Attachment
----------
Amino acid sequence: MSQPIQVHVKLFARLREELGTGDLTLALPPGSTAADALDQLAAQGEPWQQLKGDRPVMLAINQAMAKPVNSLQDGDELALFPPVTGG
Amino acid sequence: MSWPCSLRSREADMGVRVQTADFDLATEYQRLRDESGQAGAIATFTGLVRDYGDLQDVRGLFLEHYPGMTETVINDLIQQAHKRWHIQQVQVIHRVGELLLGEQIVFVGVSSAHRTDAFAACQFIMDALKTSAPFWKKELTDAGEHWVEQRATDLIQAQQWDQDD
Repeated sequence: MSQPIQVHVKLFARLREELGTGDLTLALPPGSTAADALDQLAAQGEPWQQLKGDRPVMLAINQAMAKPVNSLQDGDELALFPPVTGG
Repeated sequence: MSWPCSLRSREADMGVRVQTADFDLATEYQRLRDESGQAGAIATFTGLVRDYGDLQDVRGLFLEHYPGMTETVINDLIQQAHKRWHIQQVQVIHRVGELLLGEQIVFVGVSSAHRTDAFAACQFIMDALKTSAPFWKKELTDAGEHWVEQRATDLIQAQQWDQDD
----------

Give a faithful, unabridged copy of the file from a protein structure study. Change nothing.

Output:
Amino acid sequence: MSQPIQVHVKLFARLREELGTGDLTLALPPGSTAADALDQLAAQGEPWQQLKGDRPVMLAINQAMAKPVNSLQDGDELALFPPVTGG
Amino acid sequence: MSWPCSLRSREADMGVRVQTADFDLATEYQRLRDESGQAGAIATFTGLVRDYGDLQDVRGLFLEHYPGMTETVINDLIQQAHKRWHIQQVQVIHRVGELLLGEQIVFVGVSSAHRTDAFAACQFIMDALKTSAPFWKKELTDAGEHWVEQRATDLIQAQQWDQDD
Repeated sequence: MSQPIQVHVKLFARLREELGTGDLTLALPPGSTAADALDQLAAQGEPWQQLKGDRPVMLAINQAMAKPVNSLQDGDELALFPPVTGG
Repeated sequence: MSWPCSLRSREADMGVRVQTADFDLATEYQRLRDESGQAGAIATFTGLVRDYGDLQDVRGLFLEHYPGMTETVINDLIQQAHKRWHIQQVQVIHRVGELLLGEQIVFVGVSSAHRTDAFAACQFIMDALKTSAPFWKKELTDAGEHWVEQRATDLIQAQQWDQDD